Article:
Research, Sketching, Wireframing, Prototyping
Human Centered Design Class - Fall 2019
This project was part of the Human Centered Design class for second-year MFA Interactive Media students. The instructions were to design and develop an interactive mobile application for safety body-worn cameras. Body-worn cameras (BWCs) are small video/audio recording devices worn on police officers’ uniforms, usually in the chest area, shoulder, or collar. The professor chose the Motorola Si500 body-worn camera as the device for this project, and she gave us some design requirements and basic features to design the application.
The challenge of this project was also to change our minds from the classical mobile application design to think on a smaller screen, functionalities targeted for specific situations and connect the functionality with the hardware as well.
I conducted different User Centered Design techniques to approach this project. After a few iterations of my task flows, site maps and sketches, receiving feedback from my classmates and the Professor, I designed a mobile app for a body-worn camera. This application is characterized by its simplicity, consistency, and organized arrange of items to make officers' duties easier and faster.
PROCESS & DELIVERABLES
The device selected by the Professor for this project was the Motorola Si500 Body-Worn Camera. She provided us the following requirements:
Device with a 3.2” (360x640 px, 229 ppi) touch screen display
Push to Talk button
Programmable buttons (2)
Video record slider
Police First Responder / Frontline
SOURCE: Motorola Solutions
I first conducted a secondary research to understand the use of body-worn cameras. Some of the questions that I addressed during the research were:
What is a Body-Worn Camera (BWC)?
What are the situations and the benefits of using a BWC?
What are the main concerns and policies related to BWCs?
What are the design considerations when designing for small mobile interfaces?
What are the characteristics of BWCs with mobile interfaces available in the market?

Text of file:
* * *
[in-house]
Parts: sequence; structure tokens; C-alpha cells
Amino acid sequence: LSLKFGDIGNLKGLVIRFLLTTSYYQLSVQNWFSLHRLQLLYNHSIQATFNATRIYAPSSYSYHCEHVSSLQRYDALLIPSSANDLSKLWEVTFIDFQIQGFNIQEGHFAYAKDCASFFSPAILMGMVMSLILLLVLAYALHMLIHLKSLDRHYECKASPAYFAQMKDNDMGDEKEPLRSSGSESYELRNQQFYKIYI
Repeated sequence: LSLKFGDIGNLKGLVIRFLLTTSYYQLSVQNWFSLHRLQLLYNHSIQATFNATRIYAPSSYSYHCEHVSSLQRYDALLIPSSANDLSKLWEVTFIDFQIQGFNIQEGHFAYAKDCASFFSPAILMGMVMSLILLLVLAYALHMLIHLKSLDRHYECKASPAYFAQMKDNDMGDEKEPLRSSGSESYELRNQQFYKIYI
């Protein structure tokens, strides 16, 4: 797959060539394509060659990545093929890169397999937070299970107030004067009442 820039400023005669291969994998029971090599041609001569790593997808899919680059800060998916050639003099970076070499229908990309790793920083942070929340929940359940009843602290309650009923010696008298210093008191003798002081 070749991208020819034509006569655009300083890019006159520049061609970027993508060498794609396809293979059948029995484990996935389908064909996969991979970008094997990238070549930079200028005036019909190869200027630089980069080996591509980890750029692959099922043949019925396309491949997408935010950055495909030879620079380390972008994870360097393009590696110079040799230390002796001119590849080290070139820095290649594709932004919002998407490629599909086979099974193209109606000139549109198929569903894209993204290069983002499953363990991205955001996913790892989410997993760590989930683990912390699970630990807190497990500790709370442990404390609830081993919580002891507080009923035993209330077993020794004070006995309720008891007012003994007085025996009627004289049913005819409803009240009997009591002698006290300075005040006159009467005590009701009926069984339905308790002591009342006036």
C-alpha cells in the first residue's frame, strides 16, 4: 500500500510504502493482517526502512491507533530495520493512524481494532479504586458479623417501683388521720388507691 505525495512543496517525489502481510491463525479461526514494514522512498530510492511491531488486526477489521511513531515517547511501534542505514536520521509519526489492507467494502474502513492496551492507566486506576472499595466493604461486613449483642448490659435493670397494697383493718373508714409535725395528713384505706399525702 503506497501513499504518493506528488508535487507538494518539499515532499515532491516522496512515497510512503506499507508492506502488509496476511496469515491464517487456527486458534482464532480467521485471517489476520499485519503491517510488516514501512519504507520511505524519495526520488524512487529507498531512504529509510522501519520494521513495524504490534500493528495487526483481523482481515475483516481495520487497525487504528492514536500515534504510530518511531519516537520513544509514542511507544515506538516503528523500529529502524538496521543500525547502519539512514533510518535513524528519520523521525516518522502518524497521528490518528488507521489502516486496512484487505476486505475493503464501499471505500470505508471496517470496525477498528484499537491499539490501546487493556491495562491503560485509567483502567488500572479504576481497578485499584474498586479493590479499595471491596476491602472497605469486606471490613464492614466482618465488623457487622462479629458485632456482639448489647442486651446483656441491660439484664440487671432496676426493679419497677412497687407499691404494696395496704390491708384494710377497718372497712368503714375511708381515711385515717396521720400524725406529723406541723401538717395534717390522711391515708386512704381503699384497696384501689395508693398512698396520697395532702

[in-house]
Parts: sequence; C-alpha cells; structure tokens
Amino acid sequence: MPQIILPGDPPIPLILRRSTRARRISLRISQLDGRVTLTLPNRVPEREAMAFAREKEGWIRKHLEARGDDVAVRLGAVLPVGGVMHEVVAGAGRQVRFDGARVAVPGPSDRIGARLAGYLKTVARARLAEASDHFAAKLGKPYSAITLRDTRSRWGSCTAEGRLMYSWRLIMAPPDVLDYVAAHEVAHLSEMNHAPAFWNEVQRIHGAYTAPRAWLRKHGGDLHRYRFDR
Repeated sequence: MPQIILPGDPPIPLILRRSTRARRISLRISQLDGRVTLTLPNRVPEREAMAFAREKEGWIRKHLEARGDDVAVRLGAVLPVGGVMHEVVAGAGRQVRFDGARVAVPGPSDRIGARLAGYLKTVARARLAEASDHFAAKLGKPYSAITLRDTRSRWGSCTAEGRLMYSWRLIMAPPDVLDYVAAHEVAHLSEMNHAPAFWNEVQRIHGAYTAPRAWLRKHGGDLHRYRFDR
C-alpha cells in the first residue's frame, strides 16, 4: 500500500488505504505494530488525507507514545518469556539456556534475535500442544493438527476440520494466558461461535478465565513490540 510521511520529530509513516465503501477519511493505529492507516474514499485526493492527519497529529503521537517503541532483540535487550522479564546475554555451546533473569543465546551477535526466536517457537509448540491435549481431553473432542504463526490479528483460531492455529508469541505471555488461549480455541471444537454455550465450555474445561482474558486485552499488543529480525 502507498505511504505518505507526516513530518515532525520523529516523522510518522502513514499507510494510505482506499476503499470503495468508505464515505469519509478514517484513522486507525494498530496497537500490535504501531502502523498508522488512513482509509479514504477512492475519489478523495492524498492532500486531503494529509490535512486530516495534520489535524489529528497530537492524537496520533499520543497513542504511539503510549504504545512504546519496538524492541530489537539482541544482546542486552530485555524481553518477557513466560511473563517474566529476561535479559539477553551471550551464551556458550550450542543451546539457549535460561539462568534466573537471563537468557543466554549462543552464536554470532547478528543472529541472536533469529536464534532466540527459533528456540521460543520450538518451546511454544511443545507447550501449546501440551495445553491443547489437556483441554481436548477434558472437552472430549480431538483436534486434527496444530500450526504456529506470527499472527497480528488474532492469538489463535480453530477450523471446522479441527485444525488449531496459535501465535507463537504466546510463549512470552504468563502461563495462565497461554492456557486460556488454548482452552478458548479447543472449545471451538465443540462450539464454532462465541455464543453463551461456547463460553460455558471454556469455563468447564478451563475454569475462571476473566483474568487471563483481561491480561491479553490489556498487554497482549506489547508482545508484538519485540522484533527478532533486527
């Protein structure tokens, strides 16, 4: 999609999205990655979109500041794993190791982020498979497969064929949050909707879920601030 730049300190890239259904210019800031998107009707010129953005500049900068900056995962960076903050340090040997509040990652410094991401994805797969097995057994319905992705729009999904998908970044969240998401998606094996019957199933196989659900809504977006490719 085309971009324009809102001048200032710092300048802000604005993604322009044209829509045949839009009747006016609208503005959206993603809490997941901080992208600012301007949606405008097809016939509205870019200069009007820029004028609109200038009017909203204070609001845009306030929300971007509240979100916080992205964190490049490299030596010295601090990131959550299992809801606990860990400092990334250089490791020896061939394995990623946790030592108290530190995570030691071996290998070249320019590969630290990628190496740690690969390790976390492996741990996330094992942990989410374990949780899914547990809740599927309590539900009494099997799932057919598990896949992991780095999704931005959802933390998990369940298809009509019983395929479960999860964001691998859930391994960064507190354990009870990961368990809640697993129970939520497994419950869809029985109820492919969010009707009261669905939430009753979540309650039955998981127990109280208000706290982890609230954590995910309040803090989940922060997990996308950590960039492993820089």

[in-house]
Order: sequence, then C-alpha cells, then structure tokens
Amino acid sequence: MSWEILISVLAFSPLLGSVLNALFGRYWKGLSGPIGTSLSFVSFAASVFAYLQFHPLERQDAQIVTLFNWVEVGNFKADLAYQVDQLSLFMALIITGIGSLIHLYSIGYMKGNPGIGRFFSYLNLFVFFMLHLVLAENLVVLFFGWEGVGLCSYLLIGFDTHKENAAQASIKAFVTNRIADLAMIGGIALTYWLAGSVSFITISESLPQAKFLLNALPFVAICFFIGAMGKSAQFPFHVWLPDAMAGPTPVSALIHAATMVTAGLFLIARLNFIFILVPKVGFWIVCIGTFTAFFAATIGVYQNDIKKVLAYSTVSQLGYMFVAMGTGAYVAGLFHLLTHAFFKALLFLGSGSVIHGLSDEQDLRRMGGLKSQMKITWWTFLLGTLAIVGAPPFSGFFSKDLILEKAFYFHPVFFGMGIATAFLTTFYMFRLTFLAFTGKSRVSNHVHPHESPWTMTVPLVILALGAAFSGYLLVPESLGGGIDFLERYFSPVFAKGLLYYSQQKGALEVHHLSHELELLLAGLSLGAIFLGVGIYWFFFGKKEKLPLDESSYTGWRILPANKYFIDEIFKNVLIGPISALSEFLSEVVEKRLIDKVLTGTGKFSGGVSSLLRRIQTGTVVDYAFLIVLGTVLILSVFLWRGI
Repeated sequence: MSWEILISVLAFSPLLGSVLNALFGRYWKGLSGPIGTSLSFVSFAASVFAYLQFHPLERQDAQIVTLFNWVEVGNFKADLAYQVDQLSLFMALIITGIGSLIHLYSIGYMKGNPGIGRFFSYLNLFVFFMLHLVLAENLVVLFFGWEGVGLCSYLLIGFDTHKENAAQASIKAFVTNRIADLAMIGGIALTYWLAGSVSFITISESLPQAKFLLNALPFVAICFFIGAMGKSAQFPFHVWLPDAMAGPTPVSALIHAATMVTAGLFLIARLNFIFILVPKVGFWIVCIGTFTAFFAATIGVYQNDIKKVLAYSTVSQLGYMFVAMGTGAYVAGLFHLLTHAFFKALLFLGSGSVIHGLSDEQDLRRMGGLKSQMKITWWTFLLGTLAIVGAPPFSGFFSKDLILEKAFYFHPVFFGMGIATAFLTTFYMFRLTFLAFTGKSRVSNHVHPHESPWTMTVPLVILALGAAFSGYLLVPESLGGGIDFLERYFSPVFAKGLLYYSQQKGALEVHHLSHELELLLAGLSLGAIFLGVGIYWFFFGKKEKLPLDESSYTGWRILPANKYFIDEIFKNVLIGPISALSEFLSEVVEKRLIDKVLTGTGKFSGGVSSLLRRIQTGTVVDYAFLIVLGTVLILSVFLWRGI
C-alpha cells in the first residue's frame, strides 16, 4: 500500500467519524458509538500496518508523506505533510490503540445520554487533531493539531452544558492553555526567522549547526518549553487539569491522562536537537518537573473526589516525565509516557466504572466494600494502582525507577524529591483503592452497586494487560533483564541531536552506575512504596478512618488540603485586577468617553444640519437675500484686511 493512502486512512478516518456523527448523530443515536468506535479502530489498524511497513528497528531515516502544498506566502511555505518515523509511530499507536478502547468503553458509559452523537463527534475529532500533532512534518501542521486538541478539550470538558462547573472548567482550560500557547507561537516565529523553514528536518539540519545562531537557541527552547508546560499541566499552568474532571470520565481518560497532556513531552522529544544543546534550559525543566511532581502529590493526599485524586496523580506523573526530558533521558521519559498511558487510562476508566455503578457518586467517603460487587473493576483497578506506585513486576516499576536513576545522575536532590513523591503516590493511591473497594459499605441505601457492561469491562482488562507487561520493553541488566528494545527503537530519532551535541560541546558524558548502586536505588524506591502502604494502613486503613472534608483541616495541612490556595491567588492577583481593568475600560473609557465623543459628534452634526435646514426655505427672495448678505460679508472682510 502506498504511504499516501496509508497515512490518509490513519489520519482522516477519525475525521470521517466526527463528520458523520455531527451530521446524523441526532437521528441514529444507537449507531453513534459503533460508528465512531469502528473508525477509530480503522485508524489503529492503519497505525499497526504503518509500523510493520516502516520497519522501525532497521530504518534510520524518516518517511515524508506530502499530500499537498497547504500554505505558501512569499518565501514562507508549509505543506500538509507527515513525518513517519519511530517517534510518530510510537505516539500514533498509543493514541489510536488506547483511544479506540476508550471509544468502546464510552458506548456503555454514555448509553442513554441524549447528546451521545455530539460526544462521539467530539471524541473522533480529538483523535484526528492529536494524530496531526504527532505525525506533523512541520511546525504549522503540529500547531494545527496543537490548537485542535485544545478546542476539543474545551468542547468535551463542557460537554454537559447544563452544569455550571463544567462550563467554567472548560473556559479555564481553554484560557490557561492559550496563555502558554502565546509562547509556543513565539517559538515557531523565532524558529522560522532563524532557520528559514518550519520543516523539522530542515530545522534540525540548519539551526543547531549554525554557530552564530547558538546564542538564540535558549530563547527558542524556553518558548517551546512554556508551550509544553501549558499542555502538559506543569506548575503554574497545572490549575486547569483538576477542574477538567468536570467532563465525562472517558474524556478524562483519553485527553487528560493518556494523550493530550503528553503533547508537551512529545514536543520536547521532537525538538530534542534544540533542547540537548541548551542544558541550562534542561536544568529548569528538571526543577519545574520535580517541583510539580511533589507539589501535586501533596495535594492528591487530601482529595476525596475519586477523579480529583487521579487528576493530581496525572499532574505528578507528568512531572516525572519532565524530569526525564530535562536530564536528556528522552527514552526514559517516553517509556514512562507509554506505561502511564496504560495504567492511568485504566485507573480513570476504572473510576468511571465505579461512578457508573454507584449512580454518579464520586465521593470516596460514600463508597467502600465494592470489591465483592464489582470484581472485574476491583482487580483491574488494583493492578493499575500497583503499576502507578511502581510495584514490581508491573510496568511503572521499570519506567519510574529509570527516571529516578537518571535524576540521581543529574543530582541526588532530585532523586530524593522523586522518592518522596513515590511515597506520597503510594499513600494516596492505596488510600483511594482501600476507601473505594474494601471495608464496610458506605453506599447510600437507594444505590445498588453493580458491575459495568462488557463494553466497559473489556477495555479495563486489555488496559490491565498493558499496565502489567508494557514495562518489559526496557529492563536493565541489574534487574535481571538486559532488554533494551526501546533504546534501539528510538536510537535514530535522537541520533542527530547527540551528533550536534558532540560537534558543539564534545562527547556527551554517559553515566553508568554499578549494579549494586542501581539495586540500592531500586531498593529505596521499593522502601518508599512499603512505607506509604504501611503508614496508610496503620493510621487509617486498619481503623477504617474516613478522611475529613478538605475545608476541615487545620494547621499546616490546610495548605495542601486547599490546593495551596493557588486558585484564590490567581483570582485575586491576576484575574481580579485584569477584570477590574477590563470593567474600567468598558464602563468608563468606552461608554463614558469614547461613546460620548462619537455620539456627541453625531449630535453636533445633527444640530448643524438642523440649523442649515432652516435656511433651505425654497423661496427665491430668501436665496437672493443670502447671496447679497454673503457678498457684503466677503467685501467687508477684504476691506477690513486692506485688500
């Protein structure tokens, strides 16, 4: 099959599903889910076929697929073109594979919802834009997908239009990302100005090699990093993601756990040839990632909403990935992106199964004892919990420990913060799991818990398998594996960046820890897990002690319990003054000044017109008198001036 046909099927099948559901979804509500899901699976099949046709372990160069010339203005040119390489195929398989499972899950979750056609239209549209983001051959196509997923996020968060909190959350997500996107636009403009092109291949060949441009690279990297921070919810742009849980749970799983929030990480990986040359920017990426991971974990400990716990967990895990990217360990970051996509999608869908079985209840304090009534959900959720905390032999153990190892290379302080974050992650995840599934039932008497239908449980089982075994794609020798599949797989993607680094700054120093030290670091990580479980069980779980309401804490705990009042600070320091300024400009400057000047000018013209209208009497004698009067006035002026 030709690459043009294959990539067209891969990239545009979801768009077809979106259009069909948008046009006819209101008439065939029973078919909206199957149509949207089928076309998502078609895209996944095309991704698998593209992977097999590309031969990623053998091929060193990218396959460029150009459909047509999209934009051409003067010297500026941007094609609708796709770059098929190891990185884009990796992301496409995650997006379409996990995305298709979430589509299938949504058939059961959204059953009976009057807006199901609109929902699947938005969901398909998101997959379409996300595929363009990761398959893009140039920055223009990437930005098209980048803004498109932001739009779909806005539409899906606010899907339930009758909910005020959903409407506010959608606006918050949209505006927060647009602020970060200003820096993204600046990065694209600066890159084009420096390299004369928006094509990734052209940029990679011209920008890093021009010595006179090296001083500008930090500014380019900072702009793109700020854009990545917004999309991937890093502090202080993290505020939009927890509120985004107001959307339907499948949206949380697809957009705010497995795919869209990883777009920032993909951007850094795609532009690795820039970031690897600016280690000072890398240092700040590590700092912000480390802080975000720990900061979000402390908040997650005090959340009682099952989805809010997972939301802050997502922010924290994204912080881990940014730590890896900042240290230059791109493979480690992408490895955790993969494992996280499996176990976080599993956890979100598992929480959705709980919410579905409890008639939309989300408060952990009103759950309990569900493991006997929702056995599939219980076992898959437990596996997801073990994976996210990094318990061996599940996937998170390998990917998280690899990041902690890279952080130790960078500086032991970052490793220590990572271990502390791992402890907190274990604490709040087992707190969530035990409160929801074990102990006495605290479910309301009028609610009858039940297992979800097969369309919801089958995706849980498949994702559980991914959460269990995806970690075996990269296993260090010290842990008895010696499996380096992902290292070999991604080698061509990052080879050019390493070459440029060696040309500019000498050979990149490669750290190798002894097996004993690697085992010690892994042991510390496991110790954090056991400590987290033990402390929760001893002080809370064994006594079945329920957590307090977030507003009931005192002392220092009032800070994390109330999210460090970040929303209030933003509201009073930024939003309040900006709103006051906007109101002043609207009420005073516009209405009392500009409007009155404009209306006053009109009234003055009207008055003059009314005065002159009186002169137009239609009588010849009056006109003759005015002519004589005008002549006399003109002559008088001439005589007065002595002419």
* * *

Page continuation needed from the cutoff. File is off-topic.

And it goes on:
What are the characteristics of the Motorola Si500 BWC?
I synthesized the research and then used the key insights to derive main design principles that helped guide me during the concept development. The full report can be found here: Secondary Research Body-Worn Camera
The concept map helped me to organize my findings and integrate them with the design requirements given for the project. It also helped to connect the functionalities of the software with the hardware.
Once I had an overall understanding of the product, I started working on the task flows. I used Lucidchart to develop the task flows. It was an iterative process as I shared it in class and received feedback from my classmates and the Professor. I realized that I was missing some details in my initial versions such as the device indicators, the LED and haptics notifications and being more specific with each task.
The mapped tasks were:
Turn device ON /OFF
Send / Cancel emergency Alert
Settings: Turn ON/OFF Covert Mode, Low Light Mode, Pre-buffering, Bluetooth, and Wifi.
Start/Stop/Review/Upload video and audio recording
Search for event capture
Append Speech to text notes
View/Dismiss system notifications
View device indicators
Below are some of the task flows:
The sitemap was an iterative process as well as it had been changing once I started working on my sketches and wireframes. Below is the last version of the site map.
Given the constraints of a small screen, sketched helped me to explore design alternatives and I was able to organize accordingly all the elements. Below are some of my sketches.
After revising my sketches and making some changes, I used Figma to create the wireframes.
The complete set of annotated wireframes can be found here: Annotated Wireframes Body-Worn Camera
THE FINAL DESIGN
Finally, I designed the prototype for the body-worn camera mobile app. This was the last step that followed an iterative process as well.
Some considerations that I took for the present project:
Police Officers use the device and download their media after finishing their shift.
Programmable button 1 will be configured to start/stop audio recording.
Programmable button 2 will be configured to take a picture.
Power button will be configured to lock the device with a short press.
The style guide can be found here: Style guide Body-Worn Camera
The icons and images were downloaded from plugins in Figma. Icons were from 'Iconify', a free source library and the images were from 'Unsplash', a free source library.